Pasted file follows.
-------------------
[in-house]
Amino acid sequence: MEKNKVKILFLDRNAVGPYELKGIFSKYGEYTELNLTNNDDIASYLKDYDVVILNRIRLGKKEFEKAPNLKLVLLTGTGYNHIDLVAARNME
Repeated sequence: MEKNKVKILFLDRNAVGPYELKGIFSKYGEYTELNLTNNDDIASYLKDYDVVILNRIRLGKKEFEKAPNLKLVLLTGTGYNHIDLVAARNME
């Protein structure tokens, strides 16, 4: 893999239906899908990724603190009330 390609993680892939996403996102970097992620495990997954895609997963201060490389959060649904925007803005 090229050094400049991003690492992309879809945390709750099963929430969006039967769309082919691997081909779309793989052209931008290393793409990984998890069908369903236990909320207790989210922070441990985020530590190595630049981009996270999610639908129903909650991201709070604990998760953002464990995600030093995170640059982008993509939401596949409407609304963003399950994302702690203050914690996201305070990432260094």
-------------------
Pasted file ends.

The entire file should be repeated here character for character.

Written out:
[in-house]
Amino acid sequence: MEKNKVKILFLDRNAVGPYELKGIFSKYGEYTELNLTNNDDIASYLKDYDVVILNRIRLGKKEFEKAPNLKLVLLTGTGYNHIDLVAARNME
Repeated sequence: MEKNKVKILFLDRNAVGPYELKGIFSKYGEYTELNLTNNDDIASYLKDYDVVILNRIRLGKKEFEKAPNLKLVLLTGTGYNHIDLVAARNME
């Protein structure tokens, strides 16, 4: 893999239906899908990724603190009330 390609993680892939996403996102970097992620495990997954895609997963201060490389959060649904925007803005 090229050094400049991003690492992309879809945390709750099963929430969006039967769309082919691997081909779309793989052209931008290393793409990984998890069908369903236990909320207790989210922070441990985020530590190595630049981009996270999610639908129903909650991201709070604990998760953002464990995600030093995170640059982008993509939401596949409407609304963003399950994302702690203050914690996201305070990432260094």